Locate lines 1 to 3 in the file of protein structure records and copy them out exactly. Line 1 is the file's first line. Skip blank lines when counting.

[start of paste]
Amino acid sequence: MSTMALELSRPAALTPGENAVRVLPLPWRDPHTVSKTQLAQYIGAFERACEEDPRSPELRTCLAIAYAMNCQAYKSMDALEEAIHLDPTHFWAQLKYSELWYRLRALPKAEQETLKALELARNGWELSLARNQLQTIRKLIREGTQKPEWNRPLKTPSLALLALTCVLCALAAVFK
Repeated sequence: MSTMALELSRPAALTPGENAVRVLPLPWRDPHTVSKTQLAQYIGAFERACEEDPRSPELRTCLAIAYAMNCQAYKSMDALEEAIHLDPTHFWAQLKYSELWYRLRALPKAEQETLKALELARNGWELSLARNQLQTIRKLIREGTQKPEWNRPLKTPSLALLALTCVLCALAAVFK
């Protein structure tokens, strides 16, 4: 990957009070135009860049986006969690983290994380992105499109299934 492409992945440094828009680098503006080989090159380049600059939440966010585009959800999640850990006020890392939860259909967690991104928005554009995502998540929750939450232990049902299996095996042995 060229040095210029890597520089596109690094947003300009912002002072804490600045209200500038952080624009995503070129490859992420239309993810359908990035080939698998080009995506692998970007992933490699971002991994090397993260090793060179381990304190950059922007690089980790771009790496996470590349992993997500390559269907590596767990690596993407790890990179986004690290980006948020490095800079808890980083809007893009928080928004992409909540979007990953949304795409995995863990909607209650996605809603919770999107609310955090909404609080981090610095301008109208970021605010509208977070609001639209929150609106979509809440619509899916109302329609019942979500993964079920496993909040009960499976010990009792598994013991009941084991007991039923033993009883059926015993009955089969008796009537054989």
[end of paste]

Amino acid sequence: MSTMALELSRPAALTPGENAVRVLPLPWRDPHTVSKTQLAQYIGAFERACEEDPRSPELRTCLAIAYAMNCQAYKSMDALEEAIHLDPTHFWAQLKYSELWYRLRALPKAEQETLKALELARNGWELSLARNQLQTIRKLIREGTQKPEWNRPLKTPSLALLALTCVLCALAAVFK
Repeated sequence: MSTMALELSRPAALTPGENAVRVLPLPWRDPHTVSKTQLAQYIGAFERACEEDPRSPELRTCLAIAYAMNCQAYKSMDALEEAIHLDPTHFWAQLKYSELWYRLRALPKAEQETLKALELARNGWELSLARNQLQTIRKLIREGTQKPEWNRPLKTPSLALLALTCVLCALAAVFK
């Protein structure tokens, strides 16, 4: 990957009070135009860049986006969690983290994380992105499109299934 492409992945440094828009680098503006080989090159380049600059939440966010585009959800999640850990006020890392939860259909967690991104928005554009995502998540929750939450232990049902299996095996042995 060229040095210029890597520089596109690094947003300009912002002072804490600045209200500038952080624009995503070129490859992420239309993810359908990035080939698998080009995506692998970007992933490699971002991994090397993260090793060179381990304190950059922007690089980790771009790496996470590349992993997500390559269907590596767990690596993407790890990179986004690290980006948020490095800079808890980083809007893009928080928004992409909540979007990953949304795409995995863990909607209650996605809603919770999107609310955090909404609080981090610095301008109208970021605010509208977070609001639209929150609106979509809440619509899916109302329609019942979500993964079920496993909040009960499976010990009792598994013991009941084991007991039923033993009883059926015993009955089969008796009537054989």